Introduction: All CS/SP technicians should practice and maintain the highest professional integrity when it comes to device processing, and this is especially true of CS/SP department trainers. The trainer requires effective interpersonal skills and a respect for all individuals and the diverse workplace within which they train.
Introduction: Safe patient care is the most important issue to healthcare professionals. Technology is ever-changing in the healthcare field and is often an important part of decreasing the risk of infection transmission, improving efficiency and reducing the cost of care; however, despite the benefits of new technical advancements, healthcare facilities are often slow to adopt new technology if published national standards and guidelines do not yet address them.
Introduction: Whether a CS/SP professional is new to the leadership role or is a veteran manager, it is important to take a self-imposed “time out” to reflect, review and confirm that the department’s direction remains within the scope of the facility’s and department’s mission. More importantly, this time out allows a leader to review their own conduct and how they engage with their team.
Introduction: One of the greatest responsibilities of a Central Service/Sterile Processing department leader is the growth and development of departmental employees. From the moment a new member is welcomed into the department, it is necessary for the manager to help navigate that individual through the challenges of professional growth and professional maturity.
Introduction: In 2011, the Association for the Advancement of Medical Instrumentation (AAMI) and the U.S. Food and Drug Administration (FDA) held a meeting to discuss issues, concerns and next steps related to improving medical device reprocessing practices in the industry. This meeting also initiated the quality improvement effort by focusing on the importance of patient safety.
Introduction: Today’s CS/SP leaders wear many hats; in some cases, before assuming the leadership role, they may previously have never worked in the CS department or had responsibility for device processing. As a result, education, training and competency have become even more critical to support departmental employees.
Introduction: Having the correct knowledge to ask the right questions – and also having the right equipment and test methods in place – is somewhat akin to having the strength and training to swim in the deep end of a pool or ocean. Without proper education and resources, one can only tread water for so long.
Introduction: Without argument, the patient is at the center of everything healthcare professionals do; every action may, in some way, affect the patient’s outcome. Just as patients have a right to safe, high quality care, healthcare professionals have the right to work in a safe environment. Certified healthcare leaders are ethically responsible for ensuring that right is protected.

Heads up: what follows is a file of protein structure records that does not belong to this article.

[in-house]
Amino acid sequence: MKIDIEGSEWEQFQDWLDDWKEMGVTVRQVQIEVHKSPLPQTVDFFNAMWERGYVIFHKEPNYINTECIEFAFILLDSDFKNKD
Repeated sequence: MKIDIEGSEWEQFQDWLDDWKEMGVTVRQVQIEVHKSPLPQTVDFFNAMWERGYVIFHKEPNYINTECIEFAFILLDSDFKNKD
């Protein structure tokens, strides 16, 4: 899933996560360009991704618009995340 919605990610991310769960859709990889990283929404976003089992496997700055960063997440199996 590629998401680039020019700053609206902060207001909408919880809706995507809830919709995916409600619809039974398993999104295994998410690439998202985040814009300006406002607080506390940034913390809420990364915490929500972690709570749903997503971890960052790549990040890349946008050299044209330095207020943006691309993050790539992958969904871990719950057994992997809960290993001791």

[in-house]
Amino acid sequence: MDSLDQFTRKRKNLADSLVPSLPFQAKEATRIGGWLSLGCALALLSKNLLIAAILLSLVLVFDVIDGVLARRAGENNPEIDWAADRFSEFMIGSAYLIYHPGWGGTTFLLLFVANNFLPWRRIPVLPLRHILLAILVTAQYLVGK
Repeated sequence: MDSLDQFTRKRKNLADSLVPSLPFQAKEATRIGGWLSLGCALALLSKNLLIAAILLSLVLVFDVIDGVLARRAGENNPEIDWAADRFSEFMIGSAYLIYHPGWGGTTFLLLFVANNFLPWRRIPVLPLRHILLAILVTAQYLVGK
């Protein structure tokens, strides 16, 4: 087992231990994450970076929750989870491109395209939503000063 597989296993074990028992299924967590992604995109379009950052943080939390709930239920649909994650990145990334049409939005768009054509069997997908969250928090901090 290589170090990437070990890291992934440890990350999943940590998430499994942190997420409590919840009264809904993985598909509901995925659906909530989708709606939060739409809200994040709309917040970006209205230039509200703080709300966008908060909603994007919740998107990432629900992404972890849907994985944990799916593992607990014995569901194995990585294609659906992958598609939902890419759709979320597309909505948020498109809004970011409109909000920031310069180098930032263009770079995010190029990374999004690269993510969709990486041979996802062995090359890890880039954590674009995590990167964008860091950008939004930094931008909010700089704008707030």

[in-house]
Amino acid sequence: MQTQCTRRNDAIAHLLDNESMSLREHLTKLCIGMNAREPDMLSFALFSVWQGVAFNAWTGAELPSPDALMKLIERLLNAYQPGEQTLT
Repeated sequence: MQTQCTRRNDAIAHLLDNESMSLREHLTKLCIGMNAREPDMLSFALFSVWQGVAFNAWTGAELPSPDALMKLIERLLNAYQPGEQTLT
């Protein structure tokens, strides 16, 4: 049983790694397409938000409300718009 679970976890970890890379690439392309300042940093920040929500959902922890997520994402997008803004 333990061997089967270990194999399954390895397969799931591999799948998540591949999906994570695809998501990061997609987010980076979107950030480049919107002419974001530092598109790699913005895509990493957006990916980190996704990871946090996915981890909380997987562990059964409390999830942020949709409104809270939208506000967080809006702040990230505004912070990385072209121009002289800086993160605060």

Introduction: Increasingly, healthcare facilities across the country are finding themselves in the news media. Thanks to the speed of information that can be disseminated across social media and the Internet, the public is learning with greater frequency about the unforgiving truths and challenges of medical and surgical device reprocessing.
Introduction: Healthcare facilities across the country are processing millions of surgical instruments and medical devices daily. As a result, CS/SP leaders are responsible for a number of processes or steps that go into processing these devices. CS/SP leaders must ask whether their department’s processes support next steps, or whether their processes are fragmented and do not meet next step specifications.


IAHCSMM offers only online grading for the lesson plans. Mailed submissions to IAHCSMM will not be graded and will not be granted a point value. Quizzes may be graded by a manager/supervisor as an in-service worth 1 CE per quiz passed with a 70% or higher (proper documentation of the in-service is required for re-certification, and IAHCSMM does not provide answer keys for any of the lesson plans).

International Association of
Healthcare Central Service Materiel 
Management (IAHCSMM)

55 West Wacker Drive
Suite 501
Chicago, IL 60601
Contact Us
Toll Free: 800.962.8274
Direct: 312.440.0078
Fax: 312.440.9474